There’s a chronic conversation that goes down when I bump into someone in Israel who I’ve met before but don’t necessarily remember how:
Israeli: When are you coming to my house for Shabbat?
Zoe: Um, I don’t know … when’s good for you?
Israeli: I’ve just invited you. Just call me when you’re coming.
Zoe: Haha (uncomfortable pause) Okay…
Israeli: And don’t be American about it, call me when you’re coming. Don’t be embarrassed.
Zoe: I am American, so I am going to be embarrassed and I’m not going to call. Why don’t you just tell me when’s good for you?
For a group that is notoriously pushy, doesn’t respect personal space, rejects all notions of waiting turns and shouts to express fondness, Israelis are an incredibly hospitable people. Strangers constantly beg to open their homes to visitors. And not just for afternoon tea. Everyone from my professors to long-lost friends I haven’t seen in years eagerly invite visitors from abroad to spend Shabbat (the weekend) at their houses.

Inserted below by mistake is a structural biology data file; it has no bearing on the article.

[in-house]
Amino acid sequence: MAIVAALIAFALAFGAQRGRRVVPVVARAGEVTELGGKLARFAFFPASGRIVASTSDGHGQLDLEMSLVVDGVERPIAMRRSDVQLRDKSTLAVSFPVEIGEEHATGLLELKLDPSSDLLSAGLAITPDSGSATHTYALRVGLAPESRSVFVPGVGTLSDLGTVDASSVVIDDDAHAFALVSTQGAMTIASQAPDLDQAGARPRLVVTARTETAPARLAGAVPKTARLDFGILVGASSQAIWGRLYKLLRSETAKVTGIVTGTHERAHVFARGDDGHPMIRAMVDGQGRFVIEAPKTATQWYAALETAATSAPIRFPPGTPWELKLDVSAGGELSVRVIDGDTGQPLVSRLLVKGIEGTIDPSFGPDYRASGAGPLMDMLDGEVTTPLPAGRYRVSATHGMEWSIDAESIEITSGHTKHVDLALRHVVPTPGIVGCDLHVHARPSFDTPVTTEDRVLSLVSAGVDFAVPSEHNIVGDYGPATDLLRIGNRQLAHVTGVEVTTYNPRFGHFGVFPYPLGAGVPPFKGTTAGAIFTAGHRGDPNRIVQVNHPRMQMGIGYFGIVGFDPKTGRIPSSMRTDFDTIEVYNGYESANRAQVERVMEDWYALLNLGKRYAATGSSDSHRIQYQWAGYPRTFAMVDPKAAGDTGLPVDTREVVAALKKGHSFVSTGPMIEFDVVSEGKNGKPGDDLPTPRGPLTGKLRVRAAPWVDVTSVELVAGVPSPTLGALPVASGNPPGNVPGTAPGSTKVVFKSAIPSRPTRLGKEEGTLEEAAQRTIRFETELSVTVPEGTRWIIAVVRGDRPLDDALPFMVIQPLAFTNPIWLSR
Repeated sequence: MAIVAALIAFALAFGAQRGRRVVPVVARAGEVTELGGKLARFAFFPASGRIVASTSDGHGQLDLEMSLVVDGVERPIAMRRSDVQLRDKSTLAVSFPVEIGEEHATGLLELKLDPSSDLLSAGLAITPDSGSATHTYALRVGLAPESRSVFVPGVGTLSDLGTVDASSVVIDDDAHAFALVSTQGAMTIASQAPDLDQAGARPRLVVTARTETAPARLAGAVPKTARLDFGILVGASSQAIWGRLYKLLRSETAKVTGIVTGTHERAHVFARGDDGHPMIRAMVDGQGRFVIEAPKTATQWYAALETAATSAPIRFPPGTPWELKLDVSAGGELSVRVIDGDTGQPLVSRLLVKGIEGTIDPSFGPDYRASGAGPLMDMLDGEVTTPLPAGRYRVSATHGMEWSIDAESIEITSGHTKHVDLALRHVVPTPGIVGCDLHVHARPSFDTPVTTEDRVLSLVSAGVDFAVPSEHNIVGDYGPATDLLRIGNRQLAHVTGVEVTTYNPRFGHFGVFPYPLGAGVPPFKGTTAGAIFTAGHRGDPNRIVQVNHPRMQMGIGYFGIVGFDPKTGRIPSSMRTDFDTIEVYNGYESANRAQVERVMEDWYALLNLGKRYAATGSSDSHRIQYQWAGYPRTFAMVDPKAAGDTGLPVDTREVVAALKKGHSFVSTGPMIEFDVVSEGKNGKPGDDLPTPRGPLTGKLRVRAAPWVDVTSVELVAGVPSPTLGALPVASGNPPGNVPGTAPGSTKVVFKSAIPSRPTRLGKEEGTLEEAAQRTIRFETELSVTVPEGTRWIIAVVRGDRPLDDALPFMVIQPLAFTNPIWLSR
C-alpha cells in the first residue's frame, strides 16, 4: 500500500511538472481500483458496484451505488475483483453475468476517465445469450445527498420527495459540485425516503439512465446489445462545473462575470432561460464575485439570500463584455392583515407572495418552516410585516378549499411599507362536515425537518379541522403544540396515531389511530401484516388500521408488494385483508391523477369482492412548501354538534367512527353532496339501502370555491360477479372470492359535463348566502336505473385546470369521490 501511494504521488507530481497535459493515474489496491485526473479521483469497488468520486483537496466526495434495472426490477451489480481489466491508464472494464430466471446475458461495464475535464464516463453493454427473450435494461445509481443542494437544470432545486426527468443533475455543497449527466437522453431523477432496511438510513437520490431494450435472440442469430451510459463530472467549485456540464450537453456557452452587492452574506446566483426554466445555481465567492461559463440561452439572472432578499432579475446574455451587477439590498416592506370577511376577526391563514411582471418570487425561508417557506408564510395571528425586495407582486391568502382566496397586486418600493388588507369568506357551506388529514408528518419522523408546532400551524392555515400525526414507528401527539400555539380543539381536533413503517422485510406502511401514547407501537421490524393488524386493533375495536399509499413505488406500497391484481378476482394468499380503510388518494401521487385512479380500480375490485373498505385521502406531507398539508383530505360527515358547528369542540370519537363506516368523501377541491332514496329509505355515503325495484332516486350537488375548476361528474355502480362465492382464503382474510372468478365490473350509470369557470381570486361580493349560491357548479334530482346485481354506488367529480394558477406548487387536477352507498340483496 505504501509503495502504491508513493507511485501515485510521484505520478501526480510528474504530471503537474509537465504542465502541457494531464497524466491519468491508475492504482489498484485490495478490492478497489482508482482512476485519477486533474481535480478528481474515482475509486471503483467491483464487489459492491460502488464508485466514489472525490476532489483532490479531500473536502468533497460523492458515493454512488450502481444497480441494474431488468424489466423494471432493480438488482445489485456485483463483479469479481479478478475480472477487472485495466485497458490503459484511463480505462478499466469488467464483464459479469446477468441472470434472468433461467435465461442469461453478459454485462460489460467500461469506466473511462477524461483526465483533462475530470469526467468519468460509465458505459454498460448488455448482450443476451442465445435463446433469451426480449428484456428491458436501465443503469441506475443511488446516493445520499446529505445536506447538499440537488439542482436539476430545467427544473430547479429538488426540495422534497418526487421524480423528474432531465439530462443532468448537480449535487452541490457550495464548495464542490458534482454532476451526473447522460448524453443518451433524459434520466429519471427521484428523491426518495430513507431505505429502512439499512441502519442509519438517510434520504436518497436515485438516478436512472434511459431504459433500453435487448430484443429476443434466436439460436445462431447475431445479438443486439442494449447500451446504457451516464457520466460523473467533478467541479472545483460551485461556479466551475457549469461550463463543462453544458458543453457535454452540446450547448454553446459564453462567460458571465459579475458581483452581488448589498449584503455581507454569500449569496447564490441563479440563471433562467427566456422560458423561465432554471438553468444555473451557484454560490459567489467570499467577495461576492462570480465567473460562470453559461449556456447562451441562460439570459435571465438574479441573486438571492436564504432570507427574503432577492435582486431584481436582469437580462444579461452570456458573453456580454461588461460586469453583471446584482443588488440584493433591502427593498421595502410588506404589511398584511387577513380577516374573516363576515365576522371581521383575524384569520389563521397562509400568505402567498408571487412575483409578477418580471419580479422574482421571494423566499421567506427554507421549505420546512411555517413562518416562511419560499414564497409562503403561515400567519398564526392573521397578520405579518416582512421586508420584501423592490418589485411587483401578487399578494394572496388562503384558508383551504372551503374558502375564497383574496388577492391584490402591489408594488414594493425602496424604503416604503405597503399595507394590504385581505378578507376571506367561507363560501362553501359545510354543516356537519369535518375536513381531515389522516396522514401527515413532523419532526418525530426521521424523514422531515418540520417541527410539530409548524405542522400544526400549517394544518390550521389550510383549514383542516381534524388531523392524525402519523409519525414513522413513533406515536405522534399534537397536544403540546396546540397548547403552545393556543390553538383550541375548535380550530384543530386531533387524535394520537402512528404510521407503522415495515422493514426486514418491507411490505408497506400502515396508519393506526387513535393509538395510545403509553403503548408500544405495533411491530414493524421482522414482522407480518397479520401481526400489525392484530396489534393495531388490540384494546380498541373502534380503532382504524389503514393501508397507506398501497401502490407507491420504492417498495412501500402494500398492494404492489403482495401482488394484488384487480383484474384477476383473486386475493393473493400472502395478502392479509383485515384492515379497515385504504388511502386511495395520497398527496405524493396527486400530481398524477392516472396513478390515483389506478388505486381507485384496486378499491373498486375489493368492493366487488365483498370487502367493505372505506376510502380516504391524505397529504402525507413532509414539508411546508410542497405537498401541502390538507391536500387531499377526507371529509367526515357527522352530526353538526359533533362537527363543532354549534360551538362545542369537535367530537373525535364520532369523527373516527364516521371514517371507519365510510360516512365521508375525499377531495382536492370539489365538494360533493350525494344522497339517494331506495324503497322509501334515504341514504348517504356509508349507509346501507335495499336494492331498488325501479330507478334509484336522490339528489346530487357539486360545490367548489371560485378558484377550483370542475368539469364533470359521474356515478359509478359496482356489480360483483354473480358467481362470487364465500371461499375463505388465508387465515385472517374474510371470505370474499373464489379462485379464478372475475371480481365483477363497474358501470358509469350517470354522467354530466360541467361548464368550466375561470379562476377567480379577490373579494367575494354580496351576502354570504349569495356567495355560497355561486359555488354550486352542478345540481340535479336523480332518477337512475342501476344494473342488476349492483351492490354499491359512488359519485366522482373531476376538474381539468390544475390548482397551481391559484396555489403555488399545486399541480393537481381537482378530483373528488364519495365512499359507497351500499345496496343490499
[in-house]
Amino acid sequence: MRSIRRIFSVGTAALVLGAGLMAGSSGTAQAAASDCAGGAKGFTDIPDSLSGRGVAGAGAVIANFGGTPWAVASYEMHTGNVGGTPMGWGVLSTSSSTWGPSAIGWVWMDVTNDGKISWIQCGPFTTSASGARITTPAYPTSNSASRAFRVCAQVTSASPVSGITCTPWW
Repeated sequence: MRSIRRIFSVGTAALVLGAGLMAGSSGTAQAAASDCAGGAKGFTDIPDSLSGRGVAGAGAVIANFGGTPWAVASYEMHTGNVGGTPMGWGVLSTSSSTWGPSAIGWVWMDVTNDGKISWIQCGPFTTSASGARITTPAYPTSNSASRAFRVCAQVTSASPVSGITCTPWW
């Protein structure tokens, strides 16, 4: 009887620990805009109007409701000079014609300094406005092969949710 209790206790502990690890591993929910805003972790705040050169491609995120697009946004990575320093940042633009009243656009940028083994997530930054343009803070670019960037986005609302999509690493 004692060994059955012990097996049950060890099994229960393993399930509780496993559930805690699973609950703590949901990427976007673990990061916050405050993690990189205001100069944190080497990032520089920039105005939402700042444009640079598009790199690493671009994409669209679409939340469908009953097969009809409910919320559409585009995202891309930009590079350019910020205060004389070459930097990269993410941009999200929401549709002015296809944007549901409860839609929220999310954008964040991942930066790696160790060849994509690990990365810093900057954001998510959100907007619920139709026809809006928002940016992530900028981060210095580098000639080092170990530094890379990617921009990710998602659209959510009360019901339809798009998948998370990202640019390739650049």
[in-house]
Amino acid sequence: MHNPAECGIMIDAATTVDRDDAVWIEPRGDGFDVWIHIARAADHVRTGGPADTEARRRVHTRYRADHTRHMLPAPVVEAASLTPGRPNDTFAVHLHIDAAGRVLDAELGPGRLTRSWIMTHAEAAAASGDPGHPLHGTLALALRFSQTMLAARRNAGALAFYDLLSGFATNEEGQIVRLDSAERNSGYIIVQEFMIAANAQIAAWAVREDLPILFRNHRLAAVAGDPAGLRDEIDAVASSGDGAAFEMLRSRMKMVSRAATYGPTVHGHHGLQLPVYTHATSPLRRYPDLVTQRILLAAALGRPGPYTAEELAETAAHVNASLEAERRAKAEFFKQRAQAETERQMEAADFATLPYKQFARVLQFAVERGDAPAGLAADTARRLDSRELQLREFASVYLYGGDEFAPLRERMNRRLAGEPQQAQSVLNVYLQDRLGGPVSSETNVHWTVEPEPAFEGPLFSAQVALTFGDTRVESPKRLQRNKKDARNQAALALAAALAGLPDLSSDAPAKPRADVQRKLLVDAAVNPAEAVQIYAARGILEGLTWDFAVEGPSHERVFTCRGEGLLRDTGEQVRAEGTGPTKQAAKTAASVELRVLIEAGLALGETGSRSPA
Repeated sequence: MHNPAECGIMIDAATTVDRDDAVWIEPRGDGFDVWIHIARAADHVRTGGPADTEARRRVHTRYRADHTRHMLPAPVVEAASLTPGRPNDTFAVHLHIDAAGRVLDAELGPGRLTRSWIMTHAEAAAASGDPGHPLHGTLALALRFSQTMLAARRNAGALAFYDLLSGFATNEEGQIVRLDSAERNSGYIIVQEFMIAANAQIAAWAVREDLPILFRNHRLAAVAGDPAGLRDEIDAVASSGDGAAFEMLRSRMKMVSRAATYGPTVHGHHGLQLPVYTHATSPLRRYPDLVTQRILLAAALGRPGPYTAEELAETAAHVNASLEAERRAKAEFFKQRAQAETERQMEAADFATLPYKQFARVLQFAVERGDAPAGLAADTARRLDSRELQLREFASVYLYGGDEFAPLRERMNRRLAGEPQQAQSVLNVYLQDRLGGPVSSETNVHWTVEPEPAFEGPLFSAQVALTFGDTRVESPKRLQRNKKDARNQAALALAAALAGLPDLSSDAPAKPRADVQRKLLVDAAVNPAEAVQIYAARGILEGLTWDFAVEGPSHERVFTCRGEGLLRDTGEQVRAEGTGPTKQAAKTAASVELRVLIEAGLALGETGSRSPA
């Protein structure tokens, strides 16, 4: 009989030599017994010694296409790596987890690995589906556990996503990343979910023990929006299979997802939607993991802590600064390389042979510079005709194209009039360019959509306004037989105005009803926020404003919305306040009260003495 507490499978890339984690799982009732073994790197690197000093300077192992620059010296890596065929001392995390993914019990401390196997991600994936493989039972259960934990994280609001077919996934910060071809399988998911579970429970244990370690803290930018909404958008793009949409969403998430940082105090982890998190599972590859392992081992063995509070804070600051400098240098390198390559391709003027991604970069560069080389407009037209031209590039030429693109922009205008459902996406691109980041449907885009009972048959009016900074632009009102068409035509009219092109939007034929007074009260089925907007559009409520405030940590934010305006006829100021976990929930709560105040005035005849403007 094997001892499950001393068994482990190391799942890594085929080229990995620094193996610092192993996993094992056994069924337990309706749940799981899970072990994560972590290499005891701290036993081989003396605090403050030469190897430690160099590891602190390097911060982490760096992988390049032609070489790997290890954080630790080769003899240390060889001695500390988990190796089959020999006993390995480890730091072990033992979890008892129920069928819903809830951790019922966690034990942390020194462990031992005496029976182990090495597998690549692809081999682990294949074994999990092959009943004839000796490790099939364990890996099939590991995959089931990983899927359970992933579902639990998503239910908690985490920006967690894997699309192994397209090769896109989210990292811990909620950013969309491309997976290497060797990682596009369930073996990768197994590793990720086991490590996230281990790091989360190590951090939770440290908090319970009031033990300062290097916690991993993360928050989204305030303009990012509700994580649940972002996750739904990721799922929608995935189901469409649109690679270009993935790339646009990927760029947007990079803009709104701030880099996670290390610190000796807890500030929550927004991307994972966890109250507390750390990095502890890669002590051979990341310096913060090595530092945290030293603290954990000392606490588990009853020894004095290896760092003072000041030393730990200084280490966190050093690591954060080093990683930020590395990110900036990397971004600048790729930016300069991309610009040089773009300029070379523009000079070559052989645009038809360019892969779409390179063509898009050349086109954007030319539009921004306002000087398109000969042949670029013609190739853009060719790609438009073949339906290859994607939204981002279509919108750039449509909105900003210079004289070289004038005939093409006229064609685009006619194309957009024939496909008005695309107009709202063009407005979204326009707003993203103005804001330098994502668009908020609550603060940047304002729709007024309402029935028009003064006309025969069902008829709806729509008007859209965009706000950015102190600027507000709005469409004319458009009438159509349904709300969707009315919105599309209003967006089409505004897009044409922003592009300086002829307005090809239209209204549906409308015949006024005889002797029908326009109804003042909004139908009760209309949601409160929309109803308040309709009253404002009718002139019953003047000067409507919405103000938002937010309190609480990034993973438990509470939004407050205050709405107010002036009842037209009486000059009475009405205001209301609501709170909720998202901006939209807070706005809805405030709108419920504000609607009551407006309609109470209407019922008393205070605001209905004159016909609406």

I heard a story of a woman with printed business cards that read “Come to our house for Shabbat!” which she distributes enthusiastically to first-time acquaintances that could possibly need a place to stay.
Generally, students in my position are not averse to the idea of spending a weekend at a total stranger’s house. It means a steady flow of home cooking, a comfortable bed and a friendly family thrilled to hear about why you chose to spend time in their country. However, as comfortable as I am in this country, I’m not sure I’ll ever be at the point where calling up to invite myself over to someone’s house feels appropriate.